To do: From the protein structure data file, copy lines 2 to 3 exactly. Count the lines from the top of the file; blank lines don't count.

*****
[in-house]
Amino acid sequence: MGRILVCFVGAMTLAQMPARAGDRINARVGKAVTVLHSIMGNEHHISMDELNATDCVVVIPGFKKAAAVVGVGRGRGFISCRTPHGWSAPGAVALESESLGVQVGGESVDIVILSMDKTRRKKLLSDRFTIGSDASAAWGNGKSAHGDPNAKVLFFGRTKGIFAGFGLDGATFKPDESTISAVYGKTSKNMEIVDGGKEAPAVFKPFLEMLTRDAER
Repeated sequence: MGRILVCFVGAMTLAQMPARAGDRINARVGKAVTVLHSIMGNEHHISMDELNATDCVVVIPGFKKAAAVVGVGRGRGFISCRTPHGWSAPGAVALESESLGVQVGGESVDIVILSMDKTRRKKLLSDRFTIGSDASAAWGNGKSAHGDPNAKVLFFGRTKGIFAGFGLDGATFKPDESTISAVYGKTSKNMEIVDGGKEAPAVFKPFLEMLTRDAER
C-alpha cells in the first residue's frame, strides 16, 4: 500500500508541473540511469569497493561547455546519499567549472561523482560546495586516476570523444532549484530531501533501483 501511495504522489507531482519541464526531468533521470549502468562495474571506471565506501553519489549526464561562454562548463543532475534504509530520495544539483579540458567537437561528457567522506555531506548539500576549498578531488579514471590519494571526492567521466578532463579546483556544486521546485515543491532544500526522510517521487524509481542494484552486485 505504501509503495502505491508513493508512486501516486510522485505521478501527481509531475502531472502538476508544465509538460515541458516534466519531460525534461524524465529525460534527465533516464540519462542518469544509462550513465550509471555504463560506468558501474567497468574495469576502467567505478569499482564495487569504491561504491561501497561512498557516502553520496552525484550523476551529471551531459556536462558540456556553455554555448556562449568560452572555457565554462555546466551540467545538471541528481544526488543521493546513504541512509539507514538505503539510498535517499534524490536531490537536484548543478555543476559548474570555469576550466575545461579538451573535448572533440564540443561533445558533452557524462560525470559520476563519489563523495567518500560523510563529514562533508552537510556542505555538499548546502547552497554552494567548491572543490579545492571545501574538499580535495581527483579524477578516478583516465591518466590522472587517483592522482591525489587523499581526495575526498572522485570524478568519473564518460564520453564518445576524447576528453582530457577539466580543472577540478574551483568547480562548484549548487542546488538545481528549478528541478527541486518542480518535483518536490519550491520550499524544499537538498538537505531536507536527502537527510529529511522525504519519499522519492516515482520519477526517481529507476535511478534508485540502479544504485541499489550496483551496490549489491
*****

Amino acid sequence: MGRILVCFVGAMTLAQMPARAGDRINARVGKAVTVLHSIMGNEHHISMDELNATDCVVVIPGFKKAAAVVGVGRGRGFISCRTPHGWSAPGAVALESESLGVQVGGESVDIVILSMDKTRRKKLLSDRFTIGSDASAAWGNGKSAHGDPNAKVLFFGRTKGIFAGFGLDGATFKPDESTISAVYGKTSKNMEIVDGGKEAPAVFKPFLEMLTRDAER
Repeated sequence: MGRILVCFVGAMTLAQMPARAGDRINARVGKAVTVLHSIMGNEHHISMDELNATDCVVVIPGFKKAAAVVGVGRGRGFISCRTPHGWSAPGAVALESESLGVQVGGESVDIVILSMDKTRRKKLLSDRFTIGSDASAAWGNGKSAHGDPNAKVLFFGRTKGIFAGFGLDGATFKPDESTISAVYGKTSKNMEIVDGGKEAPAVFKPFLEMLTRDAER